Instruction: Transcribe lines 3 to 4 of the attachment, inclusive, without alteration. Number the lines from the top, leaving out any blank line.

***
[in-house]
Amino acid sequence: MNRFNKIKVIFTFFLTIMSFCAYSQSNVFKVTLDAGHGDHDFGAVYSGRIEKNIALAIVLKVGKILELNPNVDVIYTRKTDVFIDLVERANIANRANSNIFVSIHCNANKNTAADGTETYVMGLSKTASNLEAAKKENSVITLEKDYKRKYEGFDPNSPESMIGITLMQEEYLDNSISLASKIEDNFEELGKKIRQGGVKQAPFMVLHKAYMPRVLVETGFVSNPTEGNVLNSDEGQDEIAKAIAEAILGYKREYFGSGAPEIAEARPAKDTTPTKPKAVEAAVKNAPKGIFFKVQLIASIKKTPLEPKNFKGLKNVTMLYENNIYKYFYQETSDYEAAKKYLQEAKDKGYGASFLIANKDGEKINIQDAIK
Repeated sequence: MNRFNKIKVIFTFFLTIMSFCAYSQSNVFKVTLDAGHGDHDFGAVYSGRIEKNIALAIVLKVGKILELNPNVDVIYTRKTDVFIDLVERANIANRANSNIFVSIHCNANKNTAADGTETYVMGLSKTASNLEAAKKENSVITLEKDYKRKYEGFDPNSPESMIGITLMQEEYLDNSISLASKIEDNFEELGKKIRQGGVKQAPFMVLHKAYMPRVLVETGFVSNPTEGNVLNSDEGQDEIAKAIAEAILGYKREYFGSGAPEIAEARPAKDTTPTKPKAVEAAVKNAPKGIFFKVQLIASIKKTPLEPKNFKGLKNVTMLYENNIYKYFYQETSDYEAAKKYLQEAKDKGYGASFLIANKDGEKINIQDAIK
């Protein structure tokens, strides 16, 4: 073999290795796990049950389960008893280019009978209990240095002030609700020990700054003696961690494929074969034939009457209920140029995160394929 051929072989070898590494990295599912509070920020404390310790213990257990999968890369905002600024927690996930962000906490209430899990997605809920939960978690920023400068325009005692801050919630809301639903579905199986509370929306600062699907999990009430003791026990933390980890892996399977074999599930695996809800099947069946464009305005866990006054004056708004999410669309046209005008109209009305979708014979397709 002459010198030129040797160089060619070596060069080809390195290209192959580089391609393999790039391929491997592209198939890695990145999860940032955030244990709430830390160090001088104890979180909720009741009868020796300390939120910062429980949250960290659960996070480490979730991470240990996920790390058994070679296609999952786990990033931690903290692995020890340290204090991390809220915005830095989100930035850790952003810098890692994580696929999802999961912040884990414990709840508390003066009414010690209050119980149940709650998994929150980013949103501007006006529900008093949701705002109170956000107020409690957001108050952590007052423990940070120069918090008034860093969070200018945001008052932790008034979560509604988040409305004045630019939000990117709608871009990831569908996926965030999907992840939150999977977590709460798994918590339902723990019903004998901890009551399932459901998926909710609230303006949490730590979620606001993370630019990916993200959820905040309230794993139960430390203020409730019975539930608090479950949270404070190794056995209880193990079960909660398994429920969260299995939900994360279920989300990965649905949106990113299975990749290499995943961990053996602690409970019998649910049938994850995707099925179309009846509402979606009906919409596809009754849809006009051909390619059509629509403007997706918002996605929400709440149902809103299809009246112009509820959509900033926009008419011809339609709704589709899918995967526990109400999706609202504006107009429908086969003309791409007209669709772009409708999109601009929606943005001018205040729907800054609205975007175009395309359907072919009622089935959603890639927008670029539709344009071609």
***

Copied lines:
Repeated sequence: MNRFNKIKVIFTFFLTIMSFCAYSQSNVFKVTLDAGHGDHDFGAVYSGRIEKNIALAIVLKVGKILELNPNVDVIYTRKTDVFIDLVERANIANRANSNIFVSIHCNANKNTAADGTETYVMGLSKTASNLEAAKKENSVITLEKDYKRKYEGFDPNSPESMIGITLMQEEYLDNSISLASKIEDNFEELGKKIRQGGVKQAPFMVLHKAYMPRVLVETGFVSNPTEGNVLNSDEGQDEIAKAIAEAILGYKREYFGSGAPEIAEARPAKDTTPTKPKAVEAAVKNAPKGIFFKVQLIASIKKTPLEPKNFKGLKNVTMLYENNIYKYFYQETSDYEAAKKYLQEAKDKGYGASFLIANKDGEKINIQDAIK
């Protein structure tokens, strides 16, 4: 073999290795796990049950389960008893280019009978209990240095002030609700020990700054003696961690494929074969034939009457209920140029995160394929 051929072989070898590494990295599912509070920020404390310790213990257990999968890369905002600024927690996930962000906490209430899990997605809920939960978690920023400068325009005692801050919630809301639903579905199986509370929306600062699907999990009430003791026990933390980890892996399977074999599930695996809800099947069946464009305005866990006054004056708004999410669309046209005008109209009305979708014979397709 002459010198030129040797160089060619070596060069080809390195290209192959580089391609393999790039391929491997592209198939890695990145999860940032955030244990709430830390160090001088104890979180909720009741009868020796300390939120910062429980949250960290659960996070480490979730991470240990996920790390058994070679296609999952786990990033931690903290692995020890340290204090991390809220915005830095989100930035850790952003810098890692994580696929999802999961912040884990414990709840508390003066009414010690209050119980149940709650998994929150980013949103501007006006529900008093949701705002109170956000107020409690957001108050952590007052423990940070120069918090008034860093969070200018945001008052932790008034979560509604988040409305004045630019939000990117709608871009990831569908996926965030999907992840939150999977977590709460798994918590339902723990019903004998901890009551399932459901998926909710609230303006949490730590979620606001993370630019990916993200959820905040309230794993139960430390203020409730019975539930608090479950949270404070190794056995209880193990079960909660398994429920969260299995939900994360279920989300990965649905949106990113299975990749290499995943961990053996602690409970019998649910049938994850995707099925179309009846509402979606009906919409596809009754849809006009051909390619059509629509403007997706918002996605929400709440149902809103299809009246112009509820959509900033926009008419011809339609709704589709899918995967526990109400999706609202504006107009429908086969003309791409007209669709772009409708999109601009929606943005001018205040729907800054609205975007175009395309359907072919009622089935959603890639927008670029539709344009071609």